LONDON — World stock markets slid on Thursday as many investors ditched risky assets on mounting fears over the global economic recovery, and the dollar wallowed close to a 15-year low point against the yen.
"Safe-haven trades are back in the ascendancy as investors increasingly fret about the outlook for the global economy," said Nick Stamenkovic, macro strategist at RIA Capital Markets in London.
A worldwide sell-off erupted on Wednesday after the US Federal Reserve and the Bank of England cut their outlooks this week, while investors also shunned risk on signs of slowing industrial growth and rising inflation in China.
A sharp widening of the US trade deficit added to the gloom, triggering fears of a double-dip recession.
"The global markets have taken a turn for the worse on the back of an intense escalation in risk aversion," added Joel Kruger, currency strategist at foreign exchange site Daily FX.
"Fears over the implications of a downbeat Federal reserve, and signs of a dramatic slowing in the Chinese economy, weigh heavily on investor sentiment.
"UK markets have suffered tremendously as a result, and we believe that the risks from here are for continued downside pressure in the local markets as broader global macro uncertainty takes hold."
The International Energy Agency, which has rare insights into oil market data revealing hidden forces at work in the economy, had warned on Wednesday that significant risks to economic recovery could be detected.
The dollar clawed its way back above 85 yen on Thursday, after striking a 15-year low at 84.73 yen on Wednesday as market players sought a safe-haven amid renewed jitters over the health of the global economy.
In late morning European deals on Thursday, Frankfurt shares shed 0.45 percent, London lost 0.08 percent and Paris retreated 0.41 percent.
Sentiment was partly hit by news that eurozone industrial production fell by 0.1 percent in June compared to the level in May.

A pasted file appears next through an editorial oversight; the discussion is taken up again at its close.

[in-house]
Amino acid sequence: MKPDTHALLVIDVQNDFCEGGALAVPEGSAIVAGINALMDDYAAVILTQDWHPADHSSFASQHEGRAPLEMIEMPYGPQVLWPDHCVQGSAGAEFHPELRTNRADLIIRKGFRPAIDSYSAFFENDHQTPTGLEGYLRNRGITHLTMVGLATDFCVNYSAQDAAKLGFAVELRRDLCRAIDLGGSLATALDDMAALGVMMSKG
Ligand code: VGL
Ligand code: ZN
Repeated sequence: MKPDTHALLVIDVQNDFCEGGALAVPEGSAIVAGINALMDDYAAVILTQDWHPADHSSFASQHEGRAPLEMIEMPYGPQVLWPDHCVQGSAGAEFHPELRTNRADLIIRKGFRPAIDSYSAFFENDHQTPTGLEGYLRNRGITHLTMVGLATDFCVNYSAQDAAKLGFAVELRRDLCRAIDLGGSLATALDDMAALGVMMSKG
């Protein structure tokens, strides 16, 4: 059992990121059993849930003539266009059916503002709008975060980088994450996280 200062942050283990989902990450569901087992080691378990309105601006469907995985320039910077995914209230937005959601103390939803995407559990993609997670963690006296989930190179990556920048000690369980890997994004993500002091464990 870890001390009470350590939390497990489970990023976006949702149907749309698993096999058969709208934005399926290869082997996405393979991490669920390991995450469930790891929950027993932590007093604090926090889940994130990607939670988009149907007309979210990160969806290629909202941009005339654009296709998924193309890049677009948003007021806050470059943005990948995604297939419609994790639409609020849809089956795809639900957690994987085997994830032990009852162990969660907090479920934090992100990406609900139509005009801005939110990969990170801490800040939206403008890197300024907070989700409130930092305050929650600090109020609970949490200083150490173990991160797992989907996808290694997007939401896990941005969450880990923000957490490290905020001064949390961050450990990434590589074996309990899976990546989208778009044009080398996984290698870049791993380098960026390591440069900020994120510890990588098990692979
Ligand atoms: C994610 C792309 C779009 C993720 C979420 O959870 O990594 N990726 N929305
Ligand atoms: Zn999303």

Fresh doubts over the strength of the global economic recovery also sent a chill through Asian markets, after Wall Street had slumped by 2.5 percent overnight.
Both Shanghai and Sydney each dropped 1.23 percent in value, while Hong Kong dipped 0.89 percent and Tokyo fell 0.86 percent.
Interest rates on European sovereign bond markets firmed slightly after yields on the benchmark German and French debt bonds fell to historic low points late on Wednesday on a risk-aversion rush into safe assets.
When demand pushes up the price of government bonds, the fixed interest carried by the bonds automatically falls as a percentage of the new price.
The rate on German 10-year bonds edged up to 2.442 percent from 2.427 percent and the French yield to 2.733 percent from 2.715 percent.
The dollar rebounded somewhat after a "verbal intervention" from Japanese leaders, who voiced concerns over the yen's strength, dealers said.
Prime Minister Naoto Kan said on Thursday that the yen's rise was "rapid" and agreed with his right-hand man and Chief Cabinet Secretary Yoshito Sengoku to follow the situation, Japanese reports said.
Investors were closely watching whether Japanese authorities will act for the first time since 2004 to stem the yen's strength.
The euro fetched 1.2860 dollars, down from 1.2868 in New York late on Wednesday, when the single currency had tumbled to the lowest level since late July.
Wall Street had nosedived on Wednesday as data showing the US trade gap had widened sharply in June -- to the highest level in 20 months on the back of rising imports.
The markets' grim assessment was also coloured by the downbeat view taken by the Fed on Tuesday, which warned that recovery in the world's largest economy was slowing and opted for further stimulus measures.
The Dow Jones Industrial Average tumbled 2.49 percent to end at 10,378.83 points on Wednesday, posting its the worst percentage drop in nearly a month.
The dollar also hit a 15-year low point against the yen on Wednesday after the Fed promised fresh measures to help stimulate the faltering US economy.
The strong yen poses a threat to the export sector driving Japan's own fragile economic rebound, with companies facing huge hits to overseas profits when repatriated.
Japanese factory output has slowed recently amid the global uncertainty, while data on Wednesday saw much lower than expected orders for machinery in a sign of cautious capital spending.
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